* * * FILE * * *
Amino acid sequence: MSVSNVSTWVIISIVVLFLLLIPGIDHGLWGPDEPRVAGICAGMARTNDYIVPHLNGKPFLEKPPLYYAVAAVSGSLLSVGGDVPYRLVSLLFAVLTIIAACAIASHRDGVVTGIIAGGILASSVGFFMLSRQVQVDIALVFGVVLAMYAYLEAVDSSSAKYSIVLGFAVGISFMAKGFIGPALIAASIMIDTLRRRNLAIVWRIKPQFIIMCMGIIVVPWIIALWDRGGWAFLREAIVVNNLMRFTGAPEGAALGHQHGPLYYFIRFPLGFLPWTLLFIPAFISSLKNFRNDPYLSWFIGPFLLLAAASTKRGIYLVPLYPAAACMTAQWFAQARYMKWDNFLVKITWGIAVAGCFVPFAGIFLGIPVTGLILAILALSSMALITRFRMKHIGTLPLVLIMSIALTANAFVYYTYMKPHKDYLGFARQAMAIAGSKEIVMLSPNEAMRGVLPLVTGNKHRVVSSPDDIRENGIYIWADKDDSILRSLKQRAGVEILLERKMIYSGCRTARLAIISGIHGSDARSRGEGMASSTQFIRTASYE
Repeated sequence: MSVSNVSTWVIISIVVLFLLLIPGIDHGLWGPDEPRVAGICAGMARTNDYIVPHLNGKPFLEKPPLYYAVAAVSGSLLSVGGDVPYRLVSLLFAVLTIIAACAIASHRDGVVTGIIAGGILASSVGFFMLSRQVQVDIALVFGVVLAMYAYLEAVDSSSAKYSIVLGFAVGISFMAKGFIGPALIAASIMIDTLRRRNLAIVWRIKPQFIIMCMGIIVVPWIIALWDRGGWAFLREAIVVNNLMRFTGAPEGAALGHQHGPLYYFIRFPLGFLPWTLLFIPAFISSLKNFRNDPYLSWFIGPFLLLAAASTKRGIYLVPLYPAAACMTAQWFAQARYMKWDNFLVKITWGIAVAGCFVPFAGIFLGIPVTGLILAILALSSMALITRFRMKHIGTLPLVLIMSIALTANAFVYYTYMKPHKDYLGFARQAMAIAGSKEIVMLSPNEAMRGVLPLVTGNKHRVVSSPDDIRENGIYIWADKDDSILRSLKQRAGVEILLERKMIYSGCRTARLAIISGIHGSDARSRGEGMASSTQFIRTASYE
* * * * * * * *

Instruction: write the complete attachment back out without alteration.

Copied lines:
Amino acid sequence: MSVSNVSTWVIISIVVLFLLLIPGIDHGLWGPDEPRVAGICAGMARTNDYIVPHLNGKPFLEKPPLYYAVAAVSGSLLSVGGDVPYRLVSLLFAVLTIIAACAIASHRDGVVTGIIAGGILASSVGFFMLSRQVQVDIALVFGVVLAMYAYLEAVDSSSAKYSIVLGFAVGISFMAKGFIGPALIAASIMIDTLRRRNLAIVWRIKPQFIIMCMGIIVVPWIIALWDRGGWAFLREAIVVNNLMRFTGAPEGAALGHQHGPLYYFIRFPLGFLPWTLLFIPAFISSLKNFRNDPYLSWFIGPFLLLAAASTKRGIYLVPLYPAAACMTAQWFAQARYMKWDNFLVKITWGIAVAGCFVPFAGIFLGIPVTGLILAILALSSMALITRFRMKHIGTLPLVLIMSIALTANAFVYYTYMKPHKDYLGFARQAMAIAGSKEIVMLSPNEAMRGVLPLVTGNKHRVVSSPDDIRENGIYIWADKDDSILRSLKQRAGVEILLERKMIYSGCRTARLAIISGIHGSDARSRGEGMASSTQFIRTASYE
Repeated sequence: MSVSNVSTWVIISIVVLFLLLIPGIDHGLWGPDEPRVAGICAGMARTNDYIVPHLNGKPFLEKPPLYYAVAAVSGSLLSVGGDVPYRLVSLLFAVLTIIAACAIASHRDGVVTGIIAGGILASSVGFFMLSRQVQVDIALVFGVVLAMYAYLEAVDSSSAKYSIVLGFAVGISFMAKGFIGPALIAASIMIDTLRRRNLAIVWRIKPQFIIMCMGIIVVPWIIALWDRGGWAFLREAIVVNNLMRFTGAPEGAALGHQHGPLYYFIRFPLGFLPWTLLFIPAFISSLKNFRNDPYLSWFIGPFLLLAAASTKRGIYLVPLYPAAACMTAQWFAQARYMKWDNFLVKITWGIAVAGCFVPFAGIFLGIPVTGLILAILALSSMALITRFRMKHIGTLPLVLIMSIALTANAFVYYTYMKPHKDYLGFARQAMAIAGSKEIVMLSPNEAMRGVLPLVTGNKHRVVSSPDDIRENGIYIWADKDDSILRSLKQRAGVEILLERKMIYSGCRTARLAIISGIHGSDARSRGEGMASSTQFIRTASYE